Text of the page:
Ibert's Six Pieces for Harp were published in 1917, shortly after the composer's graduation from the Paris Conservatoire. He was a successful composer, writing for a variety of instruments including the Harp, such as his Six Pieces.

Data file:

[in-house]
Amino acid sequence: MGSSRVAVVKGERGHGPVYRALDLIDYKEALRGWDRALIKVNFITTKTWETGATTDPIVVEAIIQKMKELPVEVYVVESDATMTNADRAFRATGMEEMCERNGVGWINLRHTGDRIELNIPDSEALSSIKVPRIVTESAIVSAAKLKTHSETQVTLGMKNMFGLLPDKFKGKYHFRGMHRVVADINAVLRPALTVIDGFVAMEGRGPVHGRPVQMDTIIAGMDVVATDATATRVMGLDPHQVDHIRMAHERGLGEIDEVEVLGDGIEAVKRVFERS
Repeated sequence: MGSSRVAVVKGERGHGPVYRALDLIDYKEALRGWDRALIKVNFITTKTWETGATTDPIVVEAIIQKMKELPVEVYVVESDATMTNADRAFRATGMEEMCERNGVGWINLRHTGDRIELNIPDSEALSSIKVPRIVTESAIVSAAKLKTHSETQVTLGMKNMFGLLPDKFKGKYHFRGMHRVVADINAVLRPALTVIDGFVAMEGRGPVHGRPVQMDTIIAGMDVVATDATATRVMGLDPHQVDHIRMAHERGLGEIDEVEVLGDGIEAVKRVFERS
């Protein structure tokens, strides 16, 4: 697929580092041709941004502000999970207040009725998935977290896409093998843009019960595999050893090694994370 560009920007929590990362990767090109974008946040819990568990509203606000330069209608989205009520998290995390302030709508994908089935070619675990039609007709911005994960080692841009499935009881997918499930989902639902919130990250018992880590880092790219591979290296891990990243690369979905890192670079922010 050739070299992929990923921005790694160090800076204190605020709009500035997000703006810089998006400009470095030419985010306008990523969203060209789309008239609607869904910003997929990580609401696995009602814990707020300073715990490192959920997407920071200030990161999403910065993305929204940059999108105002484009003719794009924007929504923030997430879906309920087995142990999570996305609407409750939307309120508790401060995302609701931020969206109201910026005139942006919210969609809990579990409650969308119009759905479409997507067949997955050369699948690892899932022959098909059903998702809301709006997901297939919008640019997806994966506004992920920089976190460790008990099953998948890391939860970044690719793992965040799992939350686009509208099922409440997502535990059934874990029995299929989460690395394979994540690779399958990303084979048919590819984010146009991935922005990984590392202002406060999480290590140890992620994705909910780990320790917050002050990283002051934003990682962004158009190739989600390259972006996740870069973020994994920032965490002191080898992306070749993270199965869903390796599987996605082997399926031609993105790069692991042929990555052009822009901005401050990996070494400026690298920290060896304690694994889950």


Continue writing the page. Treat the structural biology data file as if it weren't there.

Despite his studies being interrupted by WWI, Jacques Ibert (1890-1962) won the Grand Prix de Rome on his first attempt, proving his ability from a young age. Ibert enjoyed tackling all styles and form of modernity with equal success. His Six Pieces for Harp display frequent changes of tempo, time signature and key signature, as well as the use of complex rhythms and varied articulation. The Six Pieces have a continuous, romantic theme, set near water; 1. Morning on the water, 2. Scherzetto, 3. Boat in the evening, 4. Ballad, 5. Reflections in the water, and 6. Fantasy. Ibert's Six Pieces are evocative and creative, suitable for all intermediate- to advanced-level harpists.